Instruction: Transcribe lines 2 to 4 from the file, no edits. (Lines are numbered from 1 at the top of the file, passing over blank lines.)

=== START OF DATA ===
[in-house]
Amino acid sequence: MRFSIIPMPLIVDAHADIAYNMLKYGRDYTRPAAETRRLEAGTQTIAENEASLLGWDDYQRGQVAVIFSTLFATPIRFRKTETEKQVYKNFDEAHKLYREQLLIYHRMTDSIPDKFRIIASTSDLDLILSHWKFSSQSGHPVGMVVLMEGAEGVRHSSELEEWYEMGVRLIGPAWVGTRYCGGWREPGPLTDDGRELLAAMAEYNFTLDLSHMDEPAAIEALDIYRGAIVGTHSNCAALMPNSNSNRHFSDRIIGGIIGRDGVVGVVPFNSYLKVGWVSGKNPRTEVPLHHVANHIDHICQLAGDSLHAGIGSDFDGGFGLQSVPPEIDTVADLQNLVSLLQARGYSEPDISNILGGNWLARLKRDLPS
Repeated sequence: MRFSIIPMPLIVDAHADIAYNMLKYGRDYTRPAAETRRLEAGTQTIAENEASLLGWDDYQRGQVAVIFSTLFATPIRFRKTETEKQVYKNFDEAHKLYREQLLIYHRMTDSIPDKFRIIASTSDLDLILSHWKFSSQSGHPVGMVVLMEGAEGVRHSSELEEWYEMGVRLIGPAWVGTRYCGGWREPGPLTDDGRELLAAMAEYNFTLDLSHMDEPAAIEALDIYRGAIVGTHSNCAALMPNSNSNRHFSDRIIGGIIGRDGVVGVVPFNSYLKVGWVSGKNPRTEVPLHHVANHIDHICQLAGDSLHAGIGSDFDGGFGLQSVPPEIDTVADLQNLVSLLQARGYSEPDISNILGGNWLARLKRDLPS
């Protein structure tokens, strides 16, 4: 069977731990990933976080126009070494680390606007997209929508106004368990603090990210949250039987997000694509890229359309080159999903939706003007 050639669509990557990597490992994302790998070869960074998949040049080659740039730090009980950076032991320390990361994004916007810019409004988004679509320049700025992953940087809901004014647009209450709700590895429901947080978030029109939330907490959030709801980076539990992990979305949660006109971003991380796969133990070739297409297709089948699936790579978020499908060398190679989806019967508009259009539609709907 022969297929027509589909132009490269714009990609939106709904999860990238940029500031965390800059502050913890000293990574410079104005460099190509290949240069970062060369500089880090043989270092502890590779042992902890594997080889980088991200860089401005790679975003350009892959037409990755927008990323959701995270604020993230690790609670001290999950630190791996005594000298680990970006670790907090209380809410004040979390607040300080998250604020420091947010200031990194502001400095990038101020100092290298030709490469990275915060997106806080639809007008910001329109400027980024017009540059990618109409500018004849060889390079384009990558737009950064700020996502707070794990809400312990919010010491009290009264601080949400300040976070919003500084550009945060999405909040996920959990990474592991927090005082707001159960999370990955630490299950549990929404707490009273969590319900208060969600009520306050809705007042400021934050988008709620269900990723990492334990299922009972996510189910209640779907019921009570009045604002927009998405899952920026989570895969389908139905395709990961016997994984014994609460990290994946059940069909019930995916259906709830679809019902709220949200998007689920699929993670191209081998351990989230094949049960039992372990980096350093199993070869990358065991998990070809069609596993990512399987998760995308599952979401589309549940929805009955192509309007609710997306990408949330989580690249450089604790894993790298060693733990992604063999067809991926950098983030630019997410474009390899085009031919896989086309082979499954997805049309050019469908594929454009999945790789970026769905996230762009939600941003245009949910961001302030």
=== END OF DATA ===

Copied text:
Amino acid sequence: MRFSIIPMPLIVDAHADIAYNMLKYGRDYTRPAAETRRLEAGTQTIAENEASLLGWDDYQRGQVAVIFSTLFATPIRFRKTETEKQVYKNFDEAHKLYREQLLIYHRMTDSIPDKFRIIASTSDLDLILSHWKFSSQSGHPVGMVVLMEGAEGVRHSSELEEWYEMGVRLIGPAWVGTRYCGGWREPGPLTDDGRELLAAMAEYNFTLDLSHMDEPAAIEALDIYRGAIVGTHSNCAALMPNSNSNRHFSDRIIGGIIGRDGVVGVVPFNSYLKVGWVSGKNPRTEVPLHHVANHIDHICQLAGDSLHAGIGSDFDGGFGLQSVPPEIDTVADLQNLVSLLQARGYSEPDISNILGGNWLARLKRDLPS
Repeated sequence: MRFSIIPMPLIVDAHADIAYNMLKYGRDYTRPAAETRRLEAGTQTIAENEASLLGWDDYQRGQVAVIFSTLFATPIRFRKTETEKQVYKNFDEAHKLYREQLLIYHRMTDSIPDKFRIIASTSDLDLILSHWKFSSQSGHPVGMVVLMEGAEGVRHSSELEEWYEMGVRLIGPAWVGTRYCGGWREPGPLTDDGRELLAAMAEYNFTLDLSHMDEPAAIEALDIYRGAIVGTHSNCAALMPNSNSNRHFSDRIIGGIIGRDGVVGVVPFNSYLKVGWVSGKNPRTEVPLHHVANHIDHICQLAGDSLHAGIGSDFDGGFGLQSVPPEIDTVADLQNLVSLLQARGYSEPDISNILGGNWLARLKRDLPS
């Protein structure tokens, strides 16, 4: 069977731990990933976080126009070494680390606007997209929508106004368990603090990210949250039987997000694509890229359309080159999903939706003007 050639669509990557990597490992994302790998070869960074998949040049080659740039730090009980950076032991320390990361994004916007810019409004988004679509320049700025992953940087809901004014647009209450709700590895429901947080978030029109939330907490959030709801980076539990992990979305949660006109971003991380796969133990070739297409297709089948699936790579978020499908060398190679989806019967508009259009539609709907 022969297929027509589909132009490269714009990609939106709904999860990238940029500031965390800059502050913890000293990574410079104005460099190509290949240069970062060369500089880090043989270092502890590779042992902890594997080889980088991200860089401005790679975003350009892959037409990755927008990323959701995270604020993230690790609670001290999950630190791996005594000298680990970006670790907090209380809410004040979390607040300080998250604020420091947010200031990194502001400095990038101020100092290298030709490469990275915060997106806080639809007008910001329109400027980024017009540059990618109409500018004849060889390079384009990558737009950064700020996502707070794990809400312990919010010491009290009264601080949400300040976070919003500084550009945060999405909040996920959990990474592991927090005082707001159960999370990955630490299950549990929404707490009273969590319900208060969600009520306050809705007042400021934050988008709620269900990723990492334990299922009972996510189910209640779907019921009570009045604002927009998405899952920026989570895969389908139905395709990961016997994984014994609460990290994946059940069909019930995916259906709830679809019902709220949200998007689920699929993670191209081998351990989230094949049960039992372990980096350093199993070869990358065991998990070809069609596993990512399987998760995308599952979401589309549940929805009955192509309007609710997306990408949330989580690249450089604790894993790298060693733990992604063999067809991926950098983030630019997410474009390899085009031919896989086309082979499954997805049309050019469908594929454009999945790789970026769905996230762009939600941003245009949910961001302030």